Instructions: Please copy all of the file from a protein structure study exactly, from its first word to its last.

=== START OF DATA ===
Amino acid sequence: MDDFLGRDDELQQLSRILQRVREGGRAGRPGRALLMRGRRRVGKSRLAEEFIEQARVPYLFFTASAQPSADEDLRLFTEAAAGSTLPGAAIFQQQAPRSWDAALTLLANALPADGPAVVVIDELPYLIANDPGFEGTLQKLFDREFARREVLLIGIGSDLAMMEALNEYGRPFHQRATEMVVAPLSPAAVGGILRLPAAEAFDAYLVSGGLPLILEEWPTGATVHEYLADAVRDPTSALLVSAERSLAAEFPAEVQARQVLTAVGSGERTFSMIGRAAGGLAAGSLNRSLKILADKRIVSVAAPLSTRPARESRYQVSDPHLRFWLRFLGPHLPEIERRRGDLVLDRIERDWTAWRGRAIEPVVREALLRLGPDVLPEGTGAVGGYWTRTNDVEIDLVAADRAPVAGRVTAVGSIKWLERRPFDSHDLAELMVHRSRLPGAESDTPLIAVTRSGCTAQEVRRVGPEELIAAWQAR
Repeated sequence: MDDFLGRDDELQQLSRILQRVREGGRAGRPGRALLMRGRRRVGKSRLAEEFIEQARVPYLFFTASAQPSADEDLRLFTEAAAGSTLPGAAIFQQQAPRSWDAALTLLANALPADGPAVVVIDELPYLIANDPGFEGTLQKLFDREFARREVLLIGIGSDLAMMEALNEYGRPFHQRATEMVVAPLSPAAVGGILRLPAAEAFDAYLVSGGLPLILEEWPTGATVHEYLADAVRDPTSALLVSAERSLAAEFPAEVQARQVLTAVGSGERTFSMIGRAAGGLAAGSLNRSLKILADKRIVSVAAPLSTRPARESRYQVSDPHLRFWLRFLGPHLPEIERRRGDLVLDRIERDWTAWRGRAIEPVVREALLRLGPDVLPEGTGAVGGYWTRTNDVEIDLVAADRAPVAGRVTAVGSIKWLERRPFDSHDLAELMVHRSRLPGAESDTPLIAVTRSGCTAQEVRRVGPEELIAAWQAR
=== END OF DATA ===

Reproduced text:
Amino acid sequence: MDDFLGRDDELQQLSRILQRVREGGRAGRPGRALLMRGRRRVGKSRLAEEFIEQARVPYLFFTASAQPSADEDLRLFTEAAAGSTLPGAAIFQQQAPRSWDAALTLLANALPADGPAVVVIDELPYLIANDPGFEGTLQKLFDREFARREVLLIGIGSDLAMMEALNEYGRPFHQRATEMVVAPLSPAAVGGILRLPAAEAFDAYLVSGGLPLILEEWPTGATVHEYLADAVRDPTSALLVSAERSLAAEFPAEVQARQVLTAVGSGERTFSMIGRAAGGLAAGSLNRSLKILADKRIVSVAAPLSTRPARESRYQVSDPHLRFWLRFLGPHLPEIERRRGDLVLDRIERDWTAWRGRAIEPVVREALLRLGPDVLPEGTGAVGGYWTRTNDVEIDLVAADRAPVAGRVTAVGSIKWLERRPFDSHDLAELMVHRSRLPGAESDTPLIAVTRSGCTAQEVRRVGPEELIAAWQAR
Repeated sequence: MDDFLGRDDELQQLSRILQRVREGGRAGRPGRALLMRGRRRVGKSRLAEEFIEQARVPYLFFTASAQPSADEDLRLFTEAAAGSTLPGAAIFQQQAPRSWDAALTLLANALPADGPAVVVIDELPYLIANDPGFEGTLQKLFDREFARREVLLIGIGSDLAMMEALNEYGRPFHQRATEMVVAPLSPAAVGGILRLPAAEAFDAYLVSGGLPLILEEWPTGATVHEYLADAVRDPTSALLVSAERSLAAEFPAEVQARQVLTAVGSGERTFSMIGRAAGGLAAGSLNRSLKILADKRIVSVAAPLSTRPARESRYQVSDPHLRFWLRFLGPHLPEIERRRGDLVLDRIERDWTAWRGRAIEPVVREALLRLGPDVLPEGTGAVGGYWTRTNDVEIDLVAADRAPVAGRVTAVGSIKWLERRPFDSHDLAELMVHRSRLPGAESDTPLIAVTRSGCTAQEVRRVGPEELIAAWQAR